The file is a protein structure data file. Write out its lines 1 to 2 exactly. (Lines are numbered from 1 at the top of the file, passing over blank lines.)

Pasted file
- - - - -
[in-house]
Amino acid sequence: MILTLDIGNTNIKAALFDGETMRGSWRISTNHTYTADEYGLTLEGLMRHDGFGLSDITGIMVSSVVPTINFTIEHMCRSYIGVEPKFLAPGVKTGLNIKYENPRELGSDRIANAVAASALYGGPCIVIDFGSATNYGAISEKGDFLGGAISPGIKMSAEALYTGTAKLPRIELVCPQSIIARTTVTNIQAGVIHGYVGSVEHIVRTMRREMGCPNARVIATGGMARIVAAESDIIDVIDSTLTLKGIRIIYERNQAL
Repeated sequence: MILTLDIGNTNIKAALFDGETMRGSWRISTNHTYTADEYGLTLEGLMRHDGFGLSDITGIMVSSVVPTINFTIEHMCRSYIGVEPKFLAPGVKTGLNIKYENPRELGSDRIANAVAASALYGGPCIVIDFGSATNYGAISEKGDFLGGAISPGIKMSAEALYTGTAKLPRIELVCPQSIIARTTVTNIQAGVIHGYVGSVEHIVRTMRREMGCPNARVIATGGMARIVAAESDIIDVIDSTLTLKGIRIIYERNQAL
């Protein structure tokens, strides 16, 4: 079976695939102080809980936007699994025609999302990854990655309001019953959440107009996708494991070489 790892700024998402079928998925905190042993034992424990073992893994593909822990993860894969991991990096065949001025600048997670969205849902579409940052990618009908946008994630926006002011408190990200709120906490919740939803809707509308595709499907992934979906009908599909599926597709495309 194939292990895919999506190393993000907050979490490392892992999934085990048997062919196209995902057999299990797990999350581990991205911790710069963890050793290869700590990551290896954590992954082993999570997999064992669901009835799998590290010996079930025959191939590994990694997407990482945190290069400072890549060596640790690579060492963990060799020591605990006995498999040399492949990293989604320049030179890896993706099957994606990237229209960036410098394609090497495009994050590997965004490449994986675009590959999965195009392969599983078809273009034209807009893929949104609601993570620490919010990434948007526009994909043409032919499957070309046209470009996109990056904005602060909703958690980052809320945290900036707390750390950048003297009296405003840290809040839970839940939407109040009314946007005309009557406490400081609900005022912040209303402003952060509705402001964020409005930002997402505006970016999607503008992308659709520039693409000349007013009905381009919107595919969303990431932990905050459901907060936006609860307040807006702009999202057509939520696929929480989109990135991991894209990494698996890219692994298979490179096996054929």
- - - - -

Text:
[in-house]
Amino acid sequence: MILTLDIGNTNIKAALFDGETMRGSWRISTNHTYTADEYGLTLEGLMRHDGFGLSDITGIMVSSVVPTINFTIEHMCRSYIGVEPKFLAPGVKTGLNIKYENPRELGSDRIANAVAASALYGGPCIVIDFGSATNYGAISEKGDFLGGAISPGIKMSAEALYTGTAKLPRIELVCPQSIIARTTVTNIQAGVIHGYVGSVEHIVRTMRREMGCPNARVIATGGMARIVAAESDIIDVIDSTLTLKGIRIIYERNQAL